On a sunny Orange County afternoon some twelve years ago, I was in a bookstore containing (but of course) a large coffee shop upfront. My purpose in being there was to meet up with one Mike Stand, leader of seminal Christian punk rock group the Altar Boys.
At the time, Stand’s musical career, at least as far as Christian rock was concerned, was decidedly in the rearview mirror. In more recent years he has fronted a rockabilly trio calling itself the Altar Billies. But, at the time we met so I could interview him for my book, we were talking about what had previously transpired.
During our conversation, he mentioned a sixth Altar Boys album. Now, as all fans of the group know, the band released five albums during their tenure. So, what was this mysterious sixth album to which Stand referred? He stated that it was planned to as a follow-up to Forever Mercy, adding how the album had gone so far into production it had been named: No Substitute. However, for various reasons the project was never completed, Stand lamenting that it would’ve been a much better final statement on his band’s career than Forever Mercy.
Whether the Altar Boys can be labeled the first Christian punk band is a matter for musicologists to argue. The band wasn’t a pure punk band; its music is far better described as raw, bareknuckled, hard driving rock ‘n’ roll. Tons of intensity, tons of passion, and an uncompromising lyrical message focused on salvation through faith in Jesus Christ. Forever Mercy got away from the band’s musical strength. No Substitute would have been a welcome return to form. Alas, it was doubtless never to see the light of day.
I mention the above because recently Stand, along with the Boys and his boy (his son is helping with the engineering and such), has dusted off the tracks recorded by him for No Substitute, completing the tracks already recorded by using the original vocals and guitars from the 1991 and 1993 sessions as the cornerstone for completing an album even the most devoted Altar Boys fans doubted would ever see the light of day … assuming they knew it existed. There’s a Kickstarter campaign going on right now to finance the whole thing.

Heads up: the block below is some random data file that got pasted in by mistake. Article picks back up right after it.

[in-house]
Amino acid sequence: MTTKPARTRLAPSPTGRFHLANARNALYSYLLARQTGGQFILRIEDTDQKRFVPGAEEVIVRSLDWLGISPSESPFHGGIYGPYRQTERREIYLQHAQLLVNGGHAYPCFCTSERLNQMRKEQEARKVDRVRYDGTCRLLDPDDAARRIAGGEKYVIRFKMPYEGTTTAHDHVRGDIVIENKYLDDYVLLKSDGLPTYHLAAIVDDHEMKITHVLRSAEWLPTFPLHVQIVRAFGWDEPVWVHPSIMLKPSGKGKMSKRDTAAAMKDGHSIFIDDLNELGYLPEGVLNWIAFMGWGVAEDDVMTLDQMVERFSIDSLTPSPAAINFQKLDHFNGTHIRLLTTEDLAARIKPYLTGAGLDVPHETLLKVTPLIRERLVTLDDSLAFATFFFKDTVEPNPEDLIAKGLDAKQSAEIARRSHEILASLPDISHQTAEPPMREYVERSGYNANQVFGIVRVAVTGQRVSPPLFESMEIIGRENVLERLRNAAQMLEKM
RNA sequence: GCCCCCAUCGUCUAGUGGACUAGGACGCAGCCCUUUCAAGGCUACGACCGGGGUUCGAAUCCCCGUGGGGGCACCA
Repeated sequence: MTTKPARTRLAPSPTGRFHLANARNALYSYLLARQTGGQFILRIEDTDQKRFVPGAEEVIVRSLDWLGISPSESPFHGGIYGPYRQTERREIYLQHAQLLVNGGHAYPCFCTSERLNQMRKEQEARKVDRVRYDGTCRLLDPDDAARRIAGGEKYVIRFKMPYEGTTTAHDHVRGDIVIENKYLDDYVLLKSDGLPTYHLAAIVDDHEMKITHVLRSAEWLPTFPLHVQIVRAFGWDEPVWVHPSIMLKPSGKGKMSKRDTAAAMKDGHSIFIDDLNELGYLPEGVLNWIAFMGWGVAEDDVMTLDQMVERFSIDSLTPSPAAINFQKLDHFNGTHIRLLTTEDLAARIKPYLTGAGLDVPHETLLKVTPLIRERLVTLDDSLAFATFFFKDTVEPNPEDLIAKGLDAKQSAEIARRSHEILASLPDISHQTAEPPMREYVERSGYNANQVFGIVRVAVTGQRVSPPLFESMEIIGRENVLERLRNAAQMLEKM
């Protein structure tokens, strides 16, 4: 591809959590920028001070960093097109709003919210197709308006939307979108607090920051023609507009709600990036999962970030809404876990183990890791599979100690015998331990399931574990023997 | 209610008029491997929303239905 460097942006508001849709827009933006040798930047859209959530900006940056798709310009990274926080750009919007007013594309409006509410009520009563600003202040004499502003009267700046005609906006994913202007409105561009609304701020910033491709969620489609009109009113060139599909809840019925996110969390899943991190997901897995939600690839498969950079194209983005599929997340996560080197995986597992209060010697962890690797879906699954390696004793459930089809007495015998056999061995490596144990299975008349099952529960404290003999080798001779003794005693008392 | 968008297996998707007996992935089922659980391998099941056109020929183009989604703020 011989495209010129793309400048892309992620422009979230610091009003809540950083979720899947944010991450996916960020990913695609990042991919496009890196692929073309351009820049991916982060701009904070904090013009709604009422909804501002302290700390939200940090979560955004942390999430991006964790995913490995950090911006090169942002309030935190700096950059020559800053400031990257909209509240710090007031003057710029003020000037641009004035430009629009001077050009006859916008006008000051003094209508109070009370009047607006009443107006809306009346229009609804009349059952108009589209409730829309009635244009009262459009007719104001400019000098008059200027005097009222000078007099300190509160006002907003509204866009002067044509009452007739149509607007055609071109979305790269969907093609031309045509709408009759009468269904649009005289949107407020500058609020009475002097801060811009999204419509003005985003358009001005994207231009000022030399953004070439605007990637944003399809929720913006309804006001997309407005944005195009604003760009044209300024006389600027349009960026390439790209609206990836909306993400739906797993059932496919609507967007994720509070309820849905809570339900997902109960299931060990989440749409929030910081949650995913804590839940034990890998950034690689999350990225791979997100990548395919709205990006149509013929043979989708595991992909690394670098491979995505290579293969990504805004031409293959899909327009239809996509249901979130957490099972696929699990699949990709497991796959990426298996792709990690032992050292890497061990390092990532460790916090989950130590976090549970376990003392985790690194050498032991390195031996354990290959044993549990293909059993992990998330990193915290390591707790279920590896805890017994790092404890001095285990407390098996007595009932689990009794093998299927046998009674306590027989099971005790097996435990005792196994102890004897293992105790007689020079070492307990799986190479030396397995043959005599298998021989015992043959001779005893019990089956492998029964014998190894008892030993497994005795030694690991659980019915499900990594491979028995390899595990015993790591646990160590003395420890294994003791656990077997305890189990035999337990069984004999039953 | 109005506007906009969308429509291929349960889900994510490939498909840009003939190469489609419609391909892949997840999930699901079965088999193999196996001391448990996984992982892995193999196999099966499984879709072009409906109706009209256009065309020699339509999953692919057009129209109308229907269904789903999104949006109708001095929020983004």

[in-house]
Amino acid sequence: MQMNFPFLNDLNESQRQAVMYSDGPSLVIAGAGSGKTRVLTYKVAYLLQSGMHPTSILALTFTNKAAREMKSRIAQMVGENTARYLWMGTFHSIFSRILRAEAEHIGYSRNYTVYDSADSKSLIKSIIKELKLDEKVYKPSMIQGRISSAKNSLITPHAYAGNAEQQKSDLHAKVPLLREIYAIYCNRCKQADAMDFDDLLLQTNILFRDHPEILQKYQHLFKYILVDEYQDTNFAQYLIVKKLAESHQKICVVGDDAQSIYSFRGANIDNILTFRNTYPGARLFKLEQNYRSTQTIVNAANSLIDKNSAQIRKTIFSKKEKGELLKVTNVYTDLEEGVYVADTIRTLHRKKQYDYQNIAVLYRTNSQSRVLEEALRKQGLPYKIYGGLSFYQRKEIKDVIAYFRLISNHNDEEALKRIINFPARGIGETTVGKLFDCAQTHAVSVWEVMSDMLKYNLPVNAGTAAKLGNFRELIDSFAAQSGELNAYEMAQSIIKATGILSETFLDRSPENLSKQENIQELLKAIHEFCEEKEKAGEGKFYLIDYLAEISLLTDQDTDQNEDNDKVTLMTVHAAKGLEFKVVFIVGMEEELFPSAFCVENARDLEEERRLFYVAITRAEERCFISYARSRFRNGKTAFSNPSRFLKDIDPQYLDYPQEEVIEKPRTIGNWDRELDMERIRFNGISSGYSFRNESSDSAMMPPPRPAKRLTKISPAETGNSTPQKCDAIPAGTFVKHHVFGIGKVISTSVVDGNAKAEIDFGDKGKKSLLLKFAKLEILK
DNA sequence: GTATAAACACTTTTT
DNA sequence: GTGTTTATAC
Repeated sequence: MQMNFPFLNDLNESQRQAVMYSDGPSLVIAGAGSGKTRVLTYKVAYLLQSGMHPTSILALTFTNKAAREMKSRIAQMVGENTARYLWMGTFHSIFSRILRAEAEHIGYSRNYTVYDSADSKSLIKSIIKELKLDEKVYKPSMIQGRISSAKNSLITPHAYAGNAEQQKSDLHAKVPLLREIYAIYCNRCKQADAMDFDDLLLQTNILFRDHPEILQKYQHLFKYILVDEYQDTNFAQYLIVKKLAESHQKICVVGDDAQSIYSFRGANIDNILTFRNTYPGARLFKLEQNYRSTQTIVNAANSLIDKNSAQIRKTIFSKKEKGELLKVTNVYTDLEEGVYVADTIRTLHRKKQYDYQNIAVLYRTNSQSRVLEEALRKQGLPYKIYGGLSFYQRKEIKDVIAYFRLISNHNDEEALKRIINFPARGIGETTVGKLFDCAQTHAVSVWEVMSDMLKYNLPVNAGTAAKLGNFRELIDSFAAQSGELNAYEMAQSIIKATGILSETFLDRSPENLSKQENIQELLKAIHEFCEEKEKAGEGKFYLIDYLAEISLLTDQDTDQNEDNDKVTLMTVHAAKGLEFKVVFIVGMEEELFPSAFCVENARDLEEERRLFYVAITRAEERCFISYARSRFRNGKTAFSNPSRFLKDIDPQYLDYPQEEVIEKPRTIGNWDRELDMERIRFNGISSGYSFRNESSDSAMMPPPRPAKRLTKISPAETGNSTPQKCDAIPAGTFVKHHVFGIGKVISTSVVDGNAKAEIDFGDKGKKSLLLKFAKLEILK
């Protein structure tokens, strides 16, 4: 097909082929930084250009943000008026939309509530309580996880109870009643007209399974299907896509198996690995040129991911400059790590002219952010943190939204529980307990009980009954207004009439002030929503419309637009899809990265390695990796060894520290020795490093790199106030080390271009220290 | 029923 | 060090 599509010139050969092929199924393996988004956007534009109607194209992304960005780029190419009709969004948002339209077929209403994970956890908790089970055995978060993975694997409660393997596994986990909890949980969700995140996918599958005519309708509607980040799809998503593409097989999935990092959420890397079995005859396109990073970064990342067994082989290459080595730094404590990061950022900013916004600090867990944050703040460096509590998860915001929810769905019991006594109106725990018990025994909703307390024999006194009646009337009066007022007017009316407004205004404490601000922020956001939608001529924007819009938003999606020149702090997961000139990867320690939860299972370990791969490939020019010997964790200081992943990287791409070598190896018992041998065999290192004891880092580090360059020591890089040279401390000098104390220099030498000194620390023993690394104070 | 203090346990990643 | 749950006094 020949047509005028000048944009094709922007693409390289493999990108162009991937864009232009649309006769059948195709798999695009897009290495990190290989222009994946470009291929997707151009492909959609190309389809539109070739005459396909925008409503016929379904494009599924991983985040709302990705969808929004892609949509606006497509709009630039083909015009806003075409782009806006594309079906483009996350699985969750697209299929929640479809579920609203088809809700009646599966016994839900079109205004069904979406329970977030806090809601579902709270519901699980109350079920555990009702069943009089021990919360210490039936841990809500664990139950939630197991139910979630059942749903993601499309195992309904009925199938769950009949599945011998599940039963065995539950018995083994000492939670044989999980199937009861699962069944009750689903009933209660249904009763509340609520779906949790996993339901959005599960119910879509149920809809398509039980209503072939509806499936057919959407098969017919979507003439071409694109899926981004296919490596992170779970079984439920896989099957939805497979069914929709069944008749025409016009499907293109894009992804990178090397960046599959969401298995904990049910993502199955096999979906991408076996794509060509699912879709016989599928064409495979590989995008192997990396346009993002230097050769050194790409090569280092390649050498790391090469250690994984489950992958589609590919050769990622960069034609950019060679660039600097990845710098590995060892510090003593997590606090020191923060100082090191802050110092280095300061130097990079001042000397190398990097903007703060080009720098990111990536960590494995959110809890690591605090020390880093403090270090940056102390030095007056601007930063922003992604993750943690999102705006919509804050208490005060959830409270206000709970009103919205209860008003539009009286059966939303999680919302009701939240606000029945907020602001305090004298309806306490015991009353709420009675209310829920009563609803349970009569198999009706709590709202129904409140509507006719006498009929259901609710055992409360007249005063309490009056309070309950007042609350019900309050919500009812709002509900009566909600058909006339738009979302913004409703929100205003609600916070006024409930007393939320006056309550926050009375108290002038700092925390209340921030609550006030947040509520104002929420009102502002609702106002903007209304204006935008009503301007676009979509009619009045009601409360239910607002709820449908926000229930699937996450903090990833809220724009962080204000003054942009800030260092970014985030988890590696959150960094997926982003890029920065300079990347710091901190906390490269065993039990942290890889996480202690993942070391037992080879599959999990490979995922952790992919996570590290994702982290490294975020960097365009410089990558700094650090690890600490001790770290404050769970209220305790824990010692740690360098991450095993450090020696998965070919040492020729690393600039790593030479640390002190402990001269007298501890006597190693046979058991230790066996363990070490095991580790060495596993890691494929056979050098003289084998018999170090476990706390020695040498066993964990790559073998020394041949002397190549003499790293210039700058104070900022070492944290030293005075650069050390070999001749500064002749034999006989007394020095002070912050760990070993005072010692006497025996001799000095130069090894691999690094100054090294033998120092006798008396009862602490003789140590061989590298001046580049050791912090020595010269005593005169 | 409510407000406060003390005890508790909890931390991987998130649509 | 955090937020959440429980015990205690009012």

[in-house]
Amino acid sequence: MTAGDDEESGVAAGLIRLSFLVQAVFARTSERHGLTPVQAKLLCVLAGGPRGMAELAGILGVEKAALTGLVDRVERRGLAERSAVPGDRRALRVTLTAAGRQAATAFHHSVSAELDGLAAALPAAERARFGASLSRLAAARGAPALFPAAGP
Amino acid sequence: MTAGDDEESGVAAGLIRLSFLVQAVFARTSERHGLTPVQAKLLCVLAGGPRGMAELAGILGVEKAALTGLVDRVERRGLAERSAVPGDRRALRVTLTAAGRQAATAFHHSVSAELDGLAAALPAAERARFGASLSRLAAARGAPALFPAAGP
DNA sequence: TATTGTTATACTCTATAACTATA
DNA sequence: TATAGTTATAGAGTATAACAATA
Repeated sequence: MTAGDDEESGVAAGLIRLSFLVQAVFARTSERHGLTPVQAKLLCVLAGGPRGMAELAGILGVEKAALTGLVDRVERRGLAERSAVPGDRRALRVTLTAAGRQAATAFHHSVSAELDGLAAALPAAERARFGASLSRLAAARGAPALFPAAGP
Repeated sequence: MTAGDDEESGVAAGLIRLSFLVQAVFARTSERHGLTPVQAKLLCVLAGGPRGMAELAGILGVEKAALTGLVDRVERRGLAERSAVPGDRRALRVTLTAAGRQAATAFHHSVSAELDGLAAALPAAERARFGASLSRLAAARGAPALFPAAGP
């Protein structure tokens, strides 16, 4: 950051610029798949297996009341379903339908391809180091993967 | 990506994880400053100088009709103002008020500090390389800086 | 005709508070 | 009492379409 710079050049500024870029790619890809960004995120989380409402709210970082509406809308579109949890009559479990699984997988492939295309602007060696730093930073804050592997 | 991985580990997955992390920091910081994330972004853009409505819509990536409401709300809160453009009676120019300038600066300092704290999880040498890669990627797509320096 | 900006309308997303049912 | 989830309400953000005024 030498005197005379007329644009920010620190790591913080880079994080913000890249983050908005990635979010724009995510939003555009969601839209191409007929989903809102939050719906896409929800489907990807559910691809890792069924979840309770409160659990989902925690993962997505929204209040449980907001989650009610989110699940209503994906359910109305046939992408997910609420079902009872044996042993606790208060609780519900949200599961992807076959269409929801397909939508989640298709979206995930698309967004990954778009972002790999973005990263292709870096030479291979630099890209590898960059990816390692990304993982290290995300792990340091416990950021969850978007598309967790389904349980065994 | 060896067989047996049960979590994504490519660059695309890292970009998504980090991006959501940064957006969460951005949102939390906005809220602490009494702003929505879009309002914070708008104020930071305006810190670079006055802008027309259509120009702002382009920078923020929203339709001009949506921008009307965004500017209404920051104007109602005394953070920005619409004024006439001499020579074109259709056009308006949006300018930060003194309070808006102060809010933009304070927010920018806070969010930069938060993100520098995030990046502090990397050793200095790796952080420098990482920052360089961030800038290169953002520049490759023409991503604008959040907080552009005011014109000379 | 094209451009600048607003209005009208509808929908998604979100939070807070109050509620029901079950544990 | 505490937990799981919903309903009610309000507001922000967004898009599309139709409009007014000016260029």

I said all that to say this.
As one of the other artists in my book stated, every publicly-placed creative endeavor involves a fair amount of shooting arrows over the horizon. You don’t know where they’re going to land, chances are excellent you’ll never know where they did land, and thus you do not know and will never know if you hit any intended targets. You give it your best shot (no pun intended), and you move on, all the while wondering if it mattered.
Lately I’ve been fighting a nasty streak of ennui plus hopelessness. My employer is going away, taking the store my boss and I worked ridiculously hard on with it. There are few things more frustrating than the failure of others sweeping you up with it when for your part you sweated blood to make your piece of the pie a roaring success. And it was. Now it’s going away. Definitely takes the wind out of your sails.
I’m relatively certain I’ll land another job. I’m quite certain it won’t be as personally and professionally rewarding as this one has been. Hopefully it’ll at least be all right. We shall see.
I think back to the book and wonder: did it make a difference? I did my best to lift up the artists and music I love to the world. Hopefully it made some new fans. Hopefully it reignited someone’s faith. Hopefully that sunny Orange County afternoon, and all the other interviews conducted at different times and places, mattered. I honestly don’t know.
But I’d do it again.
Perhaps one day I’ll find out if I hit anything.